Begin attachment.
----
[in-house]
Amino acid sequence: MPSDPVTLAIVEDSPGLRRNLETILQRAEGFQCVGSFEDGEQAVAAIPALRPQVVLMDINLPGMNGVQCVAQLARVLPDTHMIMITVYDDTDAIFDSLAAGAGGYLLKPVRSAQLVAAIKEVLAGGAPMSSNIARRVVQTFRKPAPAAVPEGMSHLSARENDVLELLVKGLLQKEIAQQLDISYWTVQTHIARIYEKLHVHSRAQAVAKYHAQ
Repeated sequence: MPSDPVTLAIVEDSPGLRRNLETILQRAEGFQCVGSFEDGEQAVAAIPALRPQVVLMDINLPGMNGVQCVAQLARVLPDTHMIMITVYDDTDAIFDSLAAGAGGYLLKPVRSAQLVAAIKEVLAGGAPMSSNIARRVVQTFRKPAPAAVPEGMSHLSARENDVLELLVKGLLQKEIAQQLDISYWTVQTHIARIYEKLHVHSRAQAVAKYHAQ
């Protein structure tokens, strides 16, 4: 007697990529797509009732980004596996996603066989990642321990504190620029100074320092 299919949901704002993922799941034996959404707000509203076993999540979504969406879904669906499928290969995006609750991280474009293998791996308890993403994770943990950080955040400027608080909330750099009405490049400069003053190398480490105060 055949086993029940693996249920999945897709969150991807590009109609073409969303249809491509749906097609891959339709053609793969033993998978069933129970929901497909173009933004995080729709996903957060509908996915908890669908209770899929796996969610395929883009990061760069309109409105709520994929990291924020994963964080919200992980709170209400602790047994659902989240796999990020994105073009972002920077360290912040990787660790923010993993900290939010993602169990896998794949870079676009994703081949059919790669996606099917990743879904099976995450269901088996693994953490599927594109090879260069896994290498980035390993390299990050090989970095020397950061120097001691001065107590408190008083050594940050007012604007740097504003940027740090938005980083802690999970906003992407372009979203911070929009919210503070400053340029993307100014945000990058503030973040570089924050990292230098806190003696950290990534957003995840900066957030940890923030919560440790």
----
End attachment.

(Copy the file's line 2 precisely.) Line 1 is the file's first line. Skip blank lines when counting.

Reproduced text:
Amino acid sequence: MPSDPVTLAIVEDSPGLRRNLETILQRAEGFQCVGSFEDGEQAVAAIPALRPQVVLMDINLPGMNGVQCVAQLARVLPDTHMIMITVYDDTDAIFDSLAAGAGGYLLKPVRSAQLVAAIKEVLAGGAPMSSNIARRVVQTFRKPAPAAVPEGMSHLSARENDVLELLVKGLLQKEIAQQLDISYWTVQTHIARIYEKLHVHSRAQAVAKYHAQ